I can’t believe that in all my years living in and coming to New York City and in all my years as a lover of oysters, clams and assorted seafood, I had never before eaten at the Grand Central Oyster Bar, a venerable culinary institution if ever there was one in the United States, having been in operation since the Grand Central Terminal opened in 1913.
Situated in the lower level of the terminal, the Oyster Bar harkens back to another age, an age when oysters were still the kings of New York, an age when the bivalves were beloved and accessible to all, rich or poor, an age of massive building and an age of looming clouds with World War 1 on the horizon. The restaurant is massive, with several sections including a formal area with table service and reservations, a luncheonette type counter and then the oyster bar itself, where I sat. One commonality of each of the areas is the amazing series of tiled, archways – the legendary Guastavino ceiling, a fixture of Beaux Arts NYC. When the Oyster Bar suffered a fire that nearly destroyed it in 1997, the tile work had to be painstakingly redone. The job was well done and the place retains its bygone charm.
I didn’t do anything fancy there. In fact, I kept it about as basic as I could. I ordered the “Medley of Shellfish Platter” which came with 10 oysters, 2 clams, 2 jumbo shrimp and 3 New Zealand mussels and their attendant condiments. The mussels and the shrimp were cooked, while the oysters and clams were raw.
The mussels were plump and tasty. The shrimp were firm and flavorful. I was able to add as much fresh horseradish to the cocktail sauce as I wanted, which is nice because I love a LOT of horseradish in my cocktail sauce. Indeed my preference is to add a little sauce to the horseradish. Conversely, when it comes to the raw bar, I never add cocktail sauce to clams or oysters. To me, it just destroys their briny essences. No, a little acid is all that I like, either with just a squeeze of fresh lemon or a bit of mignonette.
I had two immaculately fresh clams, a littleneck and a cherrystone. With a squeeze of lemon I was in bivalve heaven.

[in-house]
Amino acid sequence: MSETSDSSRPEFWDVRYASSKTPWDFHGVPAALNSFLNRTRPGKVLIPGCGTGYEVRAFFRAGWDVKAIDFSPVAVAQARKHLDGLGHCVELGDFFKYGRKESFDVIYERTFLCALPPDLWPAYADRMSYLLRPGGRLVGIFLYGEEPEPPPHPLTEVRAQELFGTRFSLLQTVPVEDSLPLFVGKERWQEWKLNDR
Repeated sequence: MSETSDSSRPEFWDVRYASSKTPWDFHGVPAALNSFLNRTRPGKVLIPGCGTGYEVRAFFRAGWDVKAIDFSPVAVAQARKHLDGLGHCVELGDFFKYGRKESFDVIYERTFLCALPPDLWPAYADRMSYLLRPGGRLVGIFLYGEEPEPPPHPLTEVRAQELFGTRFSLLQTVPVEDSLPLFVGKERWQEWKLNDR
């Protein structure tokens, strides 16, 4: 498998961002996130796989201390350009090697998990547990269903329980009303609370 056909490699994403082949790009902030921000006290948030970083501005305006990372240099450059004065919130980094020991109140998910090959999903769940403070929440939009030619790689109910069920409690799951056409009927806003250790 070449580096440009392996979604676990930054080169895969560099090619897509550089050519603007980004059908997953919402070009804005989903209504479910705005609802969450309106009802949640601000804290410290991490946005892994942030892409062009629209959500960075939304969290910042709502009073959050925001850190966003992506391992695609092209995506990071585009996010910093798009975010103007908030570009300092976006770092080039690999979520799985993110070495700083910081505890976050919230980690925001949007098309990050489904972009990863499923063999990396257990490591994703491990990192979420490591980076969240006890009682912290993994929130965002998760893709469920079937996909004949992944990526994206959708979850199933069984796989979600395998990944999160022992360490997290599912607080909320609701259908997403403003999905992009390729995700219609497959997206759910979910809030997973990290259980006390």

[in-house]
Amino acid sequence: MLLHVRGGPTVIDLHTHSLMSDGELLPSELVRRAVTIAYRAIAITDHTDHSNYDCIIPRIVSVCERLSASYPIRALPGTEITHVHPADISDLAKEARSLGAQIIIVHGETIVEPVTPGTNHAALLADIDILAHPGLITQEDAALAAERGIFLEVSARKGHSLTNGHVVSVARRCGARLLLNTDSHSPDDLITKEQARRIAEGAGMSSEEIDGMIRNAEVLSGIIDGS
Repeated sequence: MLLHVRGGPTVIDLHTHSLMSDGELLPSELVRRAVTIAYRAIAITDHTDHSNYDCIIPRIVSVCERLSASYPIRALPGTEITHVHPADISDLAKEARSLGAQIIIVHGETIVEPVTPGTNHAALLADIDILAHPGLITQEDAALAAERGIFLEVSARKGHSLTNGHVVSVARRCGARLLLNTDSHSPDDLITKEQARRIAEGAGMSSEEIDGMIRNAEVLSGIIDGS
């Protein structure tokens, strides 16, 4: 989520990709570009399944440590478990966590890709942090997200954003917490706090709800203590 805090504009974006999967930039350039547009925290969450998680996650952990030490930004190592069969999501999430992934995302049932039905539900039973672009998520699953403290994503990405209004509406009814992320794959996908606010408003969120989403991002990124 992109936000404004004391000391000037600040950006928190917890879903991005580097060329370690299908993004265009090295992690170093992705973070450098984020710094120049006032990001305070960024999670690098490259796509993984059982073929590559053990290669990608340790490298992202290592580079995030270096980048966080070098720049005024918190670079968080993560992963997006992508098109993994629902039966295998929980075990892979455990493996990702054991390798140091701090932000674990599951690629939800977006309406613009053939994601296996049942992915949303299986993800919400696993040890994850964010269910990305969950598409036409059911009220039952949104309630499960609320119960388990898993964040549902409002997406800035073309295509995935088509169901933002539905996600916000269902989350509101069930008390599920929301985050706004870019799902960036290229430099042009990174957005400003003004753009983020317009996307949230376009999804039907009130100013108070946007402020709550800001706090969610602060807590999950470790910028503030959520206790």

There was a nice variety amongst the ten oysters, but my favorites were the wonderfully named “French Kiss.” Lighter in color, sweet, but still wonderfully briny, these morsels were oyster perfection whether with a mignonette or just lemon. They were so good that I ordered an additional half dozen of just them.
The Oyster Bar is not just a relic of the past. While it is a wonderful bit of history and a joyous reminder of the glories of New York City oyster culture, alas it is no longer within easy rich of both rich AND poor. At over $2 a pop per oyster when ordered individually and $32.55 + t&t for the platter I ordered, these lovely bivalves and shrimp are not budget food anymore. Nevertheless, it is warming to see the place continue with quality and charm if not with economy. It is not really the fault of the Oyster Bar though that economies for a meal like this have disappeared. Oysters used to be hugely plentiful and if you have read Mark Kurlansky’s The Big Oyster: History on the Half Shell, you will know that New York City was actually the world’s biggest oyster producer and consumer in the 19th century before pollution and over-fishing ruined the local industry. I am, however, enough of a lover of these delights that I will spring for them when they are of this quality in a setting like this anytime. If you are too, you won’t go wrong at The Grand Central Oyster Bar.